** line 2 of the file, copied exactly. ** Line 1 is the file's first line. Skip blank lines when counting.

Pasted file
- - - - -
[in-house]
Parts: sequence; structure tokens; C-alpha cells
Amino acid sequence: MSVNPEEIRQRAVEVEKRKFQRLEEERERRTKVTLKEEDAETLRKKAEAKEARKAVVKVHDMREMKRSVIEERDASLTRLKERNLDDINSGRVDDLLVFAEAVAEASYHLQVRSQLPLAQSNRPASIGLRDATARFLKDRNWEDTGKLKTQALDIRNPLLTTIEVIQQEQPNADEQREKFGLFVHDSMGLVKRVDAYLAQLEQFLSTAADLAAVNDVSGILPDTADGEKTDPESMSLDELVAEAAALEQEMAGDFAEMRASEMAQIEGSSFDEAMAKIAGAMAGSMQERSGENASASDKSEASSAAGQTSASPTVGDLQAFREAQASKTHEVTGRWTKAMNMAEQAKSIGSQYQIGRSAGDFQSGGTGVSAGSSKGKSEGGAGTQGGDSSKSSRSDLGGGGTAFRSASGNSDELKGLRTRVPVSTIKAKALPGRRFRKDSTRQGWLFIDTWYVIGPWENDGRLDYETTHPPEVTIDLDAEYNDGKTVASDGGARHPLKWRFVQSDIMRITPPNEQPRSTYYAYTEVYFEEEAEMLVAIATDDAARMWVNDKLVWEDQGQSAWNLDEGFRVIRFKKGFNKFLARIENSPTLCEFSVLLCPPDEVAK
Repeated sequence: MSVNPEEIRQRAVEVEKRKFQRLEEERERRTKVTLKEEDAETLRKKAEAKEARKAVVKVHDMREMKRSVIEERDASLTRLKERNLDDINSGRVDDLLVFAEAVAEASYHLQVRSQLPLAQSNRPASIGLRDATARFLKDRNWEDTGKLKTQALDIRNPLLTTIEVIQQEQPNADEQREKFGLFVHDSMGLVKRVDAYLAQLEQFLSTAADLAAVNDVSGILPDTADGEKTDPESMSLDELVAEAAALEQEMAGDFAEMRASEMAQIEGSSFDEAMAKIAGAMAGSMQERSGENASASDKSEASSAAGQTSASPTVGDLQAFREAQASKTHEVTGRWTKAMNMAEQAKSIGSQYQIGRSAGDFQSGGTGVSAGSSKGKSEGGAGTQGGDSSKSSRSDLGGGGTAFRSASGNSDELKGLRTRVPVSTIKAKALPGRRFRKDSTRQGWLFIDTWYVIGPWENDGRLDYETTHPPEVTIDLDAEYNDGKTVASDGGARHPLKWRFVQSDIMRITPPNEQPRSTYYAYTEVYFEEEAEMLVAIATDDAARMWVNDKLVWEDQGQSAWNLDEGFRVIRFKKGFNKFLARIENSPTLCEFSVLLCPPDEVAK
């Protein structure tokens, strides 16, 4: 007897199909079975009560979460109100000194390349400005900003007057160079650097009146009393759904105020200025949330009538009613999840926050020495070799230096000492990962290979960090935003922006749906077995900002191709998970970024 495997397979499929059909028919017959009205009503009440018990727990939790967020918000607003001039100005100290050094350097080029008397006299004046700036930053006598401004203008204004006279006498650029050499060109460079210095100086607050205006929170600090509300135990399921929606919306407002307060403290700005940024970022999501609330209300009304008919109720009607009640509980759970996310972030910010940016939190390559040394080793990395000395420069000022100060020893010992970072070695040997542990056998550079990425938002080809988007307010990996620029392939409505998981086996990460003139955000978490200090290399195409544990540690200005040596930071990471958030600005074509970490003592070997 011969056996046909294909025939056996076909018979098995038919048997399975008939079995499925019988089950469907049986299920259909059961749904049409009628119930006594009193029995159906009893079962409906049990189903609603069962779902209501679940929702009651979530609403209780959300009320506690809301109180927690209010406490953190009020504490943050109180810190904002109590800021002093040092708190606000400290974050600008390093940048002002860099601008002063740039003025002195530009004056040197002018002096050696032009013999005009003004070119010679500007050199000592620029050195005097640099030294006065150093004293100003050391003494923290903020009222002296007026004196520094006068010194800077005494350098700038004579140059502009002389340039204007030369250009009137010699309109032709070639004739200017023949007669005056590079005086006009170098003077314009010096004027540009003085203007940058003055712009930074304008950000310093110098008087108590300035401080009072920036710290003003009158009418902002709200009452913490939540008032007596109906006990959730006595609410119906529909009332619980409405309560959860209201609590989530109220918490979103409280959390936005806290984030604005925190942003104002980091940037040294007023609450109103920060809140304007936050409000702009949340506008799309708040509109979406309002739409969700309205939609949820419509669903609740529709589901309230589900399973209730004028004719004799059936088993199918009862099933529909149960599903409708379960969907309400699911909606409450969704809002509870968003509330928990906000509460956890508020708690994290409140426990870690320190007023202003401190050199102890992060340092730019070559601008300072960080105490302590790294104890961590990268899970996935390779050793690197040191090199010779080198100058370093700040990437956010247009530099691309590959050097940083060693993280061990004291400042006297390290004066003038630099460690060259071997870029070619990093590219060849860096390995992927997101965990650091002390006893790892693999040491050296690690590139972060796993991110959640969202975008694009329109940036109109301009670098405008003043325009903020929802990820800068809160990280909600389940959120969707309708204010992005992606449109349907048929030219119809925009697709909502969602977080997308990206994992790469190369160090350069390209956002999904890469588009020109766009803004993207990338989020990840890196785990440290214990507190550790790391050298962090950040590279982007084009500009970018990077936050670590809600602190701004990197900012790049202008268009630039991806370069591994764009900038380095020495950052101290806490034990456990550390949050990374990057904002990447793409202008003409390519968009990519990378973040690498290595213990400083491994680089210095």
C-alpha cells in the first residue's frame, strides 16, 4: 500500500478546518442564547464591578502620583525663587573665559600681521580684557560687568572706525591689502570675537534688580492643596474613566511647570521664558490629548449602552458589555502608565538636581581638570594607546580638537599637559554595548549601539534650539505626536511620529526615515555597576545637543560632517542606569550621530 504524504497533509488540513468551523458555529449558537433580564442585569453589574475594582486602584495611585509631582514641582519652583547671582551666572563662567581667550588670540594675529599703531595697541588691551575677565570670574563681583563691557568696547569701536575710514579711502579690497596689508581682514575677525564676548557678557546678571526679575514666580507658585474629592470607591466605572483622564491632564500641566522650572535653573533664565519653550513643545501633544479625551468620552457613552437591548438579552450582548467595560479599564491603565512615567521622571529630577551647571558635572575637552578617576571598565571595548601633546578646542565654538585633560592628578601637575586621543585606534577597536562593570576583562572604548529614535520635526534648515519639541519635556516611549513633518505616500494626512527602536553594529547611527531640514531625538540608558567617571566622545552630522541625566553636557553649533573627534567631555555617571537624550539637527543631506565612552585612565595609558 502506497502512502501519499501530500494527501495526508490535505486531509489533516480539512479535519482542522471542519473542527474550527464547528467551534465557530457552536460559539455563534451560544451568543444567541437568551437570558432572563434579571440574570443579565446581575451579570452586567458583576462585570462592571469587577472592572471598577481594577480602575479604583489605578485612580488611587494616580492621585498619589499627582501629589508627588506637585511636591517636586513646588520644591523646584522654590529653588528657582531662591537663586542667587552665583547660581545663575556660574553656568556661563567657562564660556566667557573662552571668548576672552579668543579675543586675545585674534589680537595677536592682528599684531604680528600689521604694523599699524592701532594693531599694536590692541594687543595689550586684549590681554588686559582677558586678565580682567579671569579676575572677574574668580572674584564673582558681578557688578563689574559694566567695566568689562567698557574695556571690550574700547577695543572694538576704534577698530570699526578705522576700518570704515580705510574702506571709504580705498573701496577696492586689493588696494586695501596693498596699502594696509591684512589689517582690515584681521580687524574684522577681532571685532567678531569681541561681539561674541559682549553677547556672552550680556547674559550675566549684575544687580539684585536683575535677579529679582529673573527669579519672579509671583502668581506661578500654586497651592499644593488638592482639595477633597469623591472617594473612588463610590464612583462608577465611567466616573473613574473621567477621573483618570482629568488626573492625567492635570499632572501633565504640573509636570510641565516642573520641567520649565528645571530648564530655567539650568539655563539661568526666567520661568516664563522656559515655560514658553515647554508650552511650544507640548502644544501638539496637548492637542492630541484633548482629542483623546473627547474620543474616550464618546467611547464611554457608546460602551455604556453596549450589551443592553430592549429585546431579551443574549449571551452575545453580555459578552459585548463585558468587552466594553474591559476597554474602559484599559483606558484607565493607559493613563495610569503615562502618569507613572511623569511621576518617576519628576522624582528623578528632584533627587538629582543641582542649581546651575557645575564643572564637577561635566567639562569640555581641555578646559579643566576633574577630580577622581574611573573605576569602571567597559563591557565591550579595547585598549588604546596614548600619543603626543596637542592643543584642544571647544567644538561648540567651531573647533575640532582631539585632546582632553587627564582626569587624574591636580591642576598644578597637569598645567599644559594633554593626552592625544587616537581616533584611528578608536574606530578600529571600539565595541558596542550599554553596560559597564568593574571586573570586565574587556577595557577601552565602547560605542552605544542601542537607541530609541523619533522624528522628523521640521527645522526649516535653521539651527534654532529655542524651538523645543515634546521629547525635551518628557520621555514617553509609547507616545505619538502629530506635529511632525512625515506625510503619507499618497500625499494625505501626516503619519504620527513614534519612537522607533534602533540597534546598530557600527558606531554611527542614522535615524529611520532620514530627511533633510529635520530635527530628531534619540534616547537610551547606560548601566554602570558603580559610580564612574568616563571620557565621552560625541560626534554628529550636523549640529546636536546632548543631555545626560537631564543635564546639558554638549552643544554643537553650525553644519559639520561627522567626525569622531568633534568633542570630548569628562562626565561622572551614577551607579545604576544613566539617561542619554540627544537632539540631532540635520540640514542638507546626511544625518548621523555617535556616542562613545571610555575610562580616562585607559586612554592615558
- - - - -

Parts: sequence; structure tokens; C-alpha cells